Udall And Census Director Dillingham Tour Los Lunas

U.S. Census Bureau Director Steven Dillingham joins U.S. Sen. Tom Udall in Los Lunas Tuesday to discuss challenges ahead in the 2020 Census. ‘Diversity is our greatest strength—and we need to make sure every New Mexican is counted. The stakes are high,’ Udall said. Courtesy/Sen.Udall’s Office
U.S. Census Bureau Director Steven Dillingham, center left, and U.S. Sen. Tom Udall, center right, in Los Lunas Tuesday to discuss challenges ahead in the 2020 Census. Courtesy/Sen.Udall’s Office
WASHINGTON, D.C. Tuesday, U.S. Sen. Tom Udall toured areas of Los Lunas, NM with U.S. Census Bureau Director Steven Dillingham, where they discussed the importance of ensuring an accurate count for the upcoming 2020 Census.
Prior to touring remote areas in Los Lunas, Udall and Dillingham held a meeting with local officials and leaders from Valencia County.


Earlier this year, Udall and Sen. Martin Heinrich sent a letter inviting Dillingham to visit New Mexico and share how the Bureau is taking adequate steps to count underrepresented communities and address the unique data collection challenges in New Mexico.

“I am pleased that Director Dillingham accepted my invitation with Sen. Heinrich to visit New Mexico, and today’s tour of Los Lunas was a productive one,” Udall said Tuesday. “New Mexico’s rich diversity is our greatest strength – and ensuring an accurate census count is critical to making sure that every community in our state gets its rightful share of federal resources. New Mexico is the state most at risk of an undercount, and we need to get this right. I’m glad Director Dillingham and his team were able to see New Mexico’s unique diversity, demographics, and geography firsthand, to gain a better appreciation for the unique data collection challenges that exist in our state and to plan for an accurate count in 2020.”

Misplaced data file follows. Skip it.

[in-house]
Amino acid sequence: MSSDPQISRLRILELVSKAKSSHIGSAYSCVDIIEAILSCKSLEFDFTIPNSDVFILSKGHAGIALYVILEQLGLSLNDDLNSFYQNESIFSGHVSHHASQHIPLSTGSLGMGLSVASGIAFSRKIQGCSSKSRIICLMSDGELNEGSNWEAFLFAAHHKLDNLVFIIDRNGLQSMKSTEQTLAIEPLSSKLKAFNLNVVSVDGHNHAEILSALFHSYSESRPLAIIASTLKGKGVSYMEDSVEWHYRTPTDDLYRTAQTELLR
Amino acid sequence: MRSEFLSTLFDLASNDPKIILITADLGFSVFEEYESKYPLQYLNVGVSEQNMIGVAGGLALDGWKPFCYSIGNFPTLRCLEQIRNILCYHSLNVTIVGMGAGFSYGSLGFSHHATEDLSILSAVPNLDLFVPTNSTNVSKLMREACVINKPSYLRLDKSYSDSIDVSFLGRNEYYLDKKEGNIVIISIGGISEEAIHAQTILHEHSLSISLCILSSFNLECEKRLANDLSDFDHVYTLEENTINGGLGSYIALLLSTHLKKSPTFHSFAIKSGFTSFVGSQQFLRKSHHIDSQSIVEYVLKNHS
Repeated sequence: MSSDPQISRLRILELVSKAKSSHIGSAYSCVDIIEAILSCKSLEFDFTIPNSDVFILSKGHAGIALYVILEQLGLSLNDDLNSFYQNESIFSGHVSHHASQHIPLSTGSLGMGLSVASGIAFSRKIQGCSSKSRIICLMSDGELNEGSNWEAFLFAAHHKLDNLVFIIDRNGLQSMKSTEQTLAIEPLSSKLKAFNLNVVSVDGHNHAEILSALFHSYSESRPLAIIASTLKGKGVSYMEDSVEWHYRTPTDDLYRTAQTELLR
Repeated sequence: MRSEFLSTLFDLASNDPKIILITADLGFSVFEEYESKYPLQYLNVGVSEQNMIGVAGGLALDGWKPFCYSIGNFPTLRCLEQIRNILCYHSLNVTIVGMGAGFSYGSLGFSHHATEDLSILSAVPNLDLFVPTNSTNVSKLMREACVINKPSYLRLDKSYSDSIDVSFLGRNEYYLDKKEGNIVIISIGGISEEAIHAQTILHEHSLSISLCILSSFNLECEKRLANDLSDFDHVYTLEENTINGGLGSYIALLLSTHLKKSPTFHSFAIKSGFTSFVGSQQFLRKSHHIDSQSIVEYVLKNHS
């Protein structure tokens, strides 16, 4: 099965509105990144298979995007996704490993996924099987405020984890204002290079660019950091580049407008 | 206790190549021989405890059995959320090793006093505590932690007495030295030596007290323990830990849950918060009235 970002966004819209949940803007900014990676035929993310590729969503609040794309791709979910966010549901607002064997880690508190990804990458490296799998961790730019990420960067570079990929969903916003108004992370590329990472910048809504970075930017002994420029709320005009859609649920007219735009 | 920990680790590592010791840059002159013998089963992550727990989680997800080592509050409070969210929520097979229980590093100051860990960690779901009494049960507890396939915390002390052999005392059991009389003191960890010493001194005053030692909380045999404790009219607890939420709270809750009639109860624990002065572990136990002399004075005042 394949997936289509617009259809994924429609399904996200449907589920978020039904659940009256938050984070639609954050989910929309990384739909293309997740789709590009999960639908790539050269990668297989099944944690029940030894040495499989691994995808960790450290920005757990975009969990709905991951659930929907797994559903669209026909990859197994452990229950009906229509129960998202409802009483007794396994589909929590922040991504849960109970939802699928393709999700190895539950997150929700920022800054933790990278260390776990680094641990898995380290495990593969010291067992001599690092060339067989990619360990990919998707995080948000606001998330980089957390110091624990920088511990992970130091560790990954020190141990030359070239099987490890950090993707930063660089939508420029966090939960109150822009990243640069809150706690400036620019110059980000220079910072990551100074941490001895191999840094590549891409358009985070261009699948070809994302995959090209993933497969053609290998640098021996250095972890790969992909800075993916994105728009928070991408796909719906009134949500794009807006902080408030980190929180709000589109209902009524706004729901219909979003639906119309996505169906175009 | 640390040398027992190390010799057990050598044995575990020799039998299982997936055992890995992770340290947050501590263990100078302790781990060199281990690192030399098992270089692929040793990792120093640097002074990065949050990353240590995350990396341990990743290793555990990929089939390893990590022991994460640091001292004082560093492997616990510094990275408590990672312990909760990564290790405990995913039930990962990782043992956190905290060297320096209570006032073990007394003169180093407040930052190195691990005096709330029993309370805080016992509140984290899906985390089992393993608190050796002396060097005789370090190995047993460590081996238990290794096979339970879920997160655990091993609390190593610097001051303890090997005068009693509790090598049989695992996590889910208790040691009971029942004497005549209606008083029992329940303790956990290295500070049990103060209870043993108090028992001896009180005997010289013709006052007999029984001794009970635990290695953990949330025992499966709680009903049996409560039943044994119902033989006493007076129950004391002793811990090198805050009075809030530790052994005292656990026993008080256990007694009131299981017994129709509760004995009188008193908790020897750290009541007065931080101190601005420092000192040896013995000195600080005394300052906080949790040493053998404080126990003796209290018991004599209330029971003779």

“We must make sure that all underrepresented communities are counted: rural communities, tribal communities, colonias, immigrants, non-English and limited-English speakers, children,” Udall continued. “An undercount would have devastating effects in our state, namely a reduction in New Mexico’s proportional representation in Congress and a reduction in our fair share of federal funding – potentially by hundreds of millions of dollars. An undercount of just one percent this go-around could cost the state $600 million over a ten year period. This on-site visit from the Census Bureau is a key step to preventing the disastrous effects of a potential undercount, making sure the 2020 census counts every New Mexican, and ensuring our state and our communities get their share of federal resources.”
New Mexico is more at-risk for undercounting in the 2020 census than any other state. When communities are undercounted, they receive fewer federal resources. This is especially troubling for remote areas of New Mexico, which rely heavily on federal investment in health care, childhood development, infrastructure, and public education to provide services to communities. For every individual that the census misses, thousands of dollars in federal funding would be lost each year, and even a one percent undercount could mean a loss of hundreds of millions of dollars over a decade.